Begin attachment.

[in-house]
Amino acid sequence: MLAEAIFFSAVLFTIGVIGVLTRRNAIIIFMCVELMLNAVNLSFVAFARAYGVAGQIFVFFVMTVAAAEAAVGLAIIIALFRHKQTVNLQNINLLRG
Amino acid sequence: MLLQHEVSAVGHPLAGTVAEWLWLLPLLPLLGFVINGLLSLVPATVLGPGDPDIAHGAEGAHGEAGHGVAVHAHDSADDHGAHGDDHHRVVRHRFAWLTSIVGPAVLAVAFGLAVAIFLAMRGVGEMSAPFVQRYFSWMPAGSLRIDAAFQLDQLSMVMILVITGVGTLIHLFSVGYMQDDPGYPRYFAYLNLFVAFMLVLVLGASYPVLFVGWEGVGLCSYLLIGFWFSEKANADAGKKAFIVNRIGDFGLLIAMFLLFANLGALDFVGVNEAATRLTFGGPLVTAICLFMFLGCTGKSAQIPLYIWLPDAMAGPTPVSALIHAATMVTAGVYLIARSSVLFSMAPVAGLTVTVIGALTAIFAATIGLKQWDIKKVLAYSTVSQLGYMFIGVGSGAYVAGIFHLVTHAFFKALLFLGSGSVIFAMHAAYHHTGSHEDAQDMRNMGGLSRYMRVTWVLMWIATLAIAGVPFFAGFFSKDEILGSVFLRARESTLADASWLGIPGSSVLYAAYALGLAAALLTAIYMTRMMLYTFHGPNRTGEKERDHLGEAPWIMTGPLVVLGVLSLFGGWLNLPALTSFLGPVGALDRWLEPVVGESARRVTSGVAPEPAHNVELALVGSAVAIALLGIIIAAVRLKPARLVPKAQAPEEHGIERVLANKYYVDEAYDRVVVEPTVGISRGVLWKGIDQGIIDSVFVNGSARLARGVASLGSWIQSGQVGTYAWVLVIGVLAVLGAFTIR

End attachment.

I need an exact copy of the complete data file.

[in-house]
Amino acid sequence: MLAEAIFFSAVLFTIGVIGVLTRRNAIIIFMCVELMLNAVNLSFVAFARAYGVAGQIFVFFVMTVAAAEAAVGLAIIIALFRHKQTVNLQNINLLRG
Amino acid sequence: MLLQHEVSAVGHPLAGTVAEWLWLLPLLPLLGFVINGLLSLVPATVLGPGDPDIAHGAEGAHGEAGHGVAVHAHDSADDHGAHGDDHHRVVRHRFAWLTSIVGPAVLAVAFGLAVAIFLAMRGVGEMSAPFVQRYFSWMPAGSLRIDAAFQLDQLSMVMILVITGVGTLIHLFSVGYMQDDPGYPRYFAYLNLFVAFMLVLVLGASYPVLFVGWEGVGLCSYLLIGFWFSEKANADAGKKAFIVNRIGDFGLLIAMFLLFANLGALDFVGVNEAATRLTFGGPLVTAICLFMFLGCTGKSAQIPLYIWLPDAMAGPTPVSALIHAATMVTAGVYLIARSSVLFSMAPVAGLTVTVIGALTAIFAATIGLKQWDIKKVLAYSTVSQLGYMFIGVGSGAYVAGIFHLVTHAFFKALLFLGSGSVIFAMHAAYHHTGSHEDAQDMRNMGGLSRYMRVTWVLMWIATLAIAGVPFFAGFFSKDEILGSVFLRARESTLADASWLGIPGSSVLYAAYALGLAAALLTAIYMTRMMLYTFHGPNRTGEKERDHLGEAPWIMTGPLVVLGVLSLFGGWLNLPALTSFLGPVGALDRWLEPVVGESARRVTSGVAPEPAHNVELALVGSAVAIALLGIIIAAVRLKPARLVPKAQAPEEHGIERVLANKYYVDEAYDRVVVEPTVGISRGVLWKGIDQGIIDSVFVNGSARLARGVASLGSWIQSGQVGTYAWVLVIGVLAVLGAFTIR